Events and Activities

July 14, 2004
Telegram & Gazette
Worcester, Mass.
Worcester Diary
Climb pits local David vs. Goliath
Training wheels off at George Street race
By Bronislaus B. Kush
One may call this challenge a friendly David versus Goliath match.

A little while ago, Kevin O'Sullivan, the affable president and chief executive of Massachusetts Biomedical Initiatives, decided to bet his friend Paul J. Curley that he would beat him in the third annual George Street Bike Challenge for Major Taylor this month.

Mr. Curley, a 49-year-old Taunton resident, accepted.

George Street is one of the steepest roads in the city. It's about 500 feet long and runs from Main Street to Harvard Street.

With dinner on the line, Mr. O'Sullivan began to train and pick out his bicycle equipment.

Visiting a yard sale, he picked up a helmet for $3 and "modified" his 14-year-old daughter Kylle's mountain bike by adjusting the seat.

Worcester Diary doesn't know what kind of equipment Mr. Curley will use but can guess who's the David and who's the Goliath in this challenge.

Mr. Curley is a national cycling champion. He holds the masters national criterium title for men ages 45-49, and he placed first in the masters division of the recent Hartford Downtown Criterium.

He knows Lance Armstrong, the guy who's won that fancy race in France five times and is a favorite to clinch a record sixth victory on July 25, the same day as the George Street time trial.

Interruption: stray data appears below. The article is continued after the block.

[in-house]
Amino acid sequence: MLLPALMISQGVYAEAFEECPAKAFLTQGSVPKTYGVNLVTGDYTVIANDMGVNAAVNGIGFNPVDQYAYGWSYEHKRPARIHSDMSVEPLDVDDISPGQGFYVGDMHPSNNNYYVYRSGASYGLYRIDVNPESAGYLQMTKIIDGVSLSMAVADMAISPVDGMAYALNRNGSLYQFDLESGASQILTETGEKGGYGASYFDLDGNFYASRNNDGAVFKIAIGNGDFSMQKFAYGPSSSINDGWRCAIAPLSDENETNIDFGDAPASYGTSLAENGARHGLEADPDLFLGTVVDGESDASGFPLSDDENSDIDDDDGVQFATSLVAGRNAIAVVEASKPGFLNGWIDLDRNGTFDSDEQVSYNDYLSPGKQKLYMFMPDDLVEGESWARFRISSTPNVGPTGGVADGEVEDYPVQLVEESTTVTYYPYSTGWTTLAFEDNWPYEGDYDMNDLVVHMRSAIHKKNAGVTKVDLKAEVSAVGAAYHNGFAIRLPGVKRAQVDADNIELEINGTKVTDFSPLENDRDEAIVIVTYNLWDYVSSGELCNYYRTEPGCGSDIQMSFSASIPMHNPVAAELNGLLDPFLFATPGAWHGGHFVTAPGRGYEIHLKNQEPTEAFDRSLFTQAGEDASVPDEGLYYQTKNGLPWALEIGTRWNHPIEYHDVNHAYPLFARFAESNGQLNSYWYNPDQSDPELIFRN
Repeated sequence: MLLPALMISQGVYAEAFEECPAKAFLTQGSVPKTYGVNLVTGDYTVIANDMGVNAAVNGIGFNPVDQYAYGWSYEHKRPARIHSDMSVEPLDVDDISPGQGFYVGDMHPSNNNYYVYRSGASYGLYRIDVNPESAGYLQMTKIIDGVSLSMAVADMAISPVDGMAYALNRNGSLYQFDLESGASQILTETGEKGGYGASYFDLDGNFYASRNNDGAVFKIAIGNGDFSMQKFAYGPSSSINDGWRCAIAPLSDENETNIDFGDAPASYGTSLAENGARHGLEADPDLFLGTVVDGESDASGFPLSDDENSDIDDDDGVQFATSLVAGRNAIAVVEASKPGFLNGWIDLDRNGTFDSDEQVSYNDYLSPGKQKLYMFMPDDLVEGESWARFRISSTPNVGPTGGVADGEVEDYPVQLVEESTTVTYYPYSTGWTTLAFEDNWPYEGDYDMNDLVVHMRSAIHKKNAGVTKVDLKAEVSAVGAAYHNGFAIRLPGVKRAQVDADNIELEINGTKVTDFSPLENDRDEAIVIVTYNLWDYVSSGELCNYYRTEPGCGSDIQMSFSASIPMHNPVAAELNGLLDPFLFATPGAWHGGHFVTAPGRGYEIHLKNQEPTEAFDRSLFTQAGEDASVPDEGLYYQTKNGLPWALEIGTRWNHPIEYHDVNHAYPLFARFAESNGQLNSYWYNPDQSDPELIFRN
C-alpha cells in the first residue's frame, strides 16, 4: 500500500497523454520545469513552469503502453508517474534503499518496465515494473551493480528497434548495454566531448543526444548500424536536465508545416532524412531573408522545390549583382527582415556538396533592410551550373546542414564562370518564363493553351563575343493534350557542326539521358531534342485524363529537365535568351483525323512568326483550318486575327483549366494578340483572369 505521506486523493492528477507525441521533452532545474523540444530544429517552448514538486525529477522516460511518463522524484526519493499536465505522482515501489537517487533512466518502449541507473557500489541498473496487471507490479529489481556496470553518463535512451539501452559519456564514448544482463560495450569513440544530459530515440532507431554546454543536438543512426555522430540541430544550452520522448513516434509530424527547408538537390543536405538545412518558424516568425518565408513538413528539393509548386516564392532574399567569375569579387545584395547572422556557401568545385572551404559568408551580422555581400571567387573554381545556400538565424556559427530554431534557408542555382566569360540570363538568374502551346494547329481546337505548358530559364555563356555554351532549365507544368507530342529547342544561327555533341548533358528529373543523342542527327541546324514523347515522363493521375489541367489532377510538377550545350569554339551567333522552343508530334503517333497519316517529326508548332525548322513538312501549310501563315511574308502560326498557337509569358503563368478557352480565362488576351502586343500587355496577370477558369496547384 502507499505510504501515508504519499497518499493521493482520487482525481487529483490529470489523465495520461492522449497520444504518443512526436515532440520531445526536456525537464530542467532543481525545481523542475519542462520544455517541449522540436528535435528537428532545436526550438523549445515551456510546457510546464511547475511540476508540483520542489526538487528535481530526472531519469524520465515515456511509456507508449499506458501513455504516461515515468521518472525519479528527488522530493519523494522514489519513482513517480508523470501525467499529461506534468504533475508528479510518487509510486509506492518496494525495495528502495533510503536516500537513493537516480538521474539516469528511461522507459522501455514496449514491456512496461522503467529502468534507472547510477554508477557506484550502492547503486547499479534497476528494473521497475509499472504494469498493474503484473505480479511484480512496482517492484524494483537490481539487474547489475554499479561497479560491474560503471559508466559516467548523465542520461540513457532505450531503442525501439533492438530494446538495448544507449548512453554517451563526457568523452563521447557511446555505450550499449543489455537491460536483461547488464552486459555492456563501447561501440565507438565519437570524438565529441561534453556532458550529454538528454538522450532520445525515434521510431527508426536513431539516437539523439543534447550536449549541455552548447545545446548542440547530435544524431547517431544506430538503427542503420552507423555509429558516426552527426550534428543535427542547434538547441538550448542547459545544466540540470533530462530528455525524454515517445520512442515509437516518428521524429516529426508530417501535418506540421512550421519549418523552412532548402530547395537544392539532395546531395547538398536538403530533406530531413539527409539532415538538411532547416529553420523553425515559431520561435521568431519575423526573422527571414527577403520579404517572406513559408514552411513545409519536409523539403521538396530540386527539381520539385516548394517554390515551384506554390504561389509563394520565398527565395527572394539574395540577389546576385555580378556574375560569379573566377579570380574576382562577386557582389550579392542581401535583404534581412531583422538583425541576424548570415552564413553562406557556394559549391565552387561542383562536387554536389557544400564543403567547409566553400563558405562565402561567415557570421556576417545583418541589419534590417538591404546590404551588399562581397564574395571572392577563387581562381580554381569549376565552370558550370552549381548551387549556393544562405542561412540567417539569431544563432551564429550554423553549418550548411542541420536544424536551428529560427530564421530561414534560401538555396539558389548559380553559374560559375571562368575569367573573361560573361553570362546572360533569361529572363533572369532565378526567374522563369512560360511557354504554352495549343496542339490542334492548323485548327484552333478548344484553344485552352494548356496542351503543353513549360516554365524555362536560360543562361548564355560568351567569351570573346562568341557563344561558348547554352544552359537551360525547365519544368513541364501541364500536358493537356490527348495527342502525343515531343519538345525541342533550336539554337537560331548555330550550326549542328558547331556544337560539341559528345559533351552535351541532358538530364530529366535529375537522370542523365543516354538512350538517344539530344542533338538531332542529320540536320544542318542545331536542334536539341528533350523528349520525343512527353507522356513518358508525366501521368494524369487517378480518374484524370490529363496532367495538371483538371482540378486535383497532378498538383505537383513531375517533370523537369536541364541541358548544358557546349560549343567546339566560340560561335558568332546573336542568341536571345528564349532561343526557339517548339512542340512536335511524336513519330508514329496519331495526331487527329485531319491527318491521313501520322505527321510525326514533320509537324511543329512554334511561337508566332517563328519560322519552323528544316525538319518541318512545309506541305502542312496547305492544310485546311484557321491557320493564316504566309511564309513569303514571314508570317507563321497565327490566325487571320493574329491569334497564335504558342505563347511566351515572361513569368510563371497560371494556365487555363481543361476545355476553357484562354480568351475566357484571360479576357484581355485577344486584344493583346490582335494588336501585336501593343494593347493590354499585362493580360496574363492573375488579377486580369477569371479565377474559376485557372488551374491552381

"Yeah, I think he might have some advantage," Mr. O'Sullivan admitted.

Mr. O'Sullivan and Mr. Curley became friends through their wives, who were classmates at the University of Massachusetts.

The couples often have dinner together.

Despite their friendship, Mr. O'Sullivan hopes to do his best to upset his friend.

He's been riding his daughter's bike around the city and has tried climbing George Street four times.

Mr. O'Sullivan, who's going to be given some kind of handicap, said he got dizzy and almost passed out the first time he tried.

Still, Mr. O'Sullivan is no slouch and he has a chance.

An avid runner, he hits the streets five times a week for a few miles and has competed in many road races, including the Boston Marathon.

"I do know one thing," Mr. O'Sullivan said. "I plan to retire from competitive bike racing the day after the George Street Challenge."

Funds raised will go to the Major Taylor Association Inc., which plans to build a statue at the Worcester Public Library of Marshall W. "Major" Taylor of Worcester, 1899 world cycling champion.

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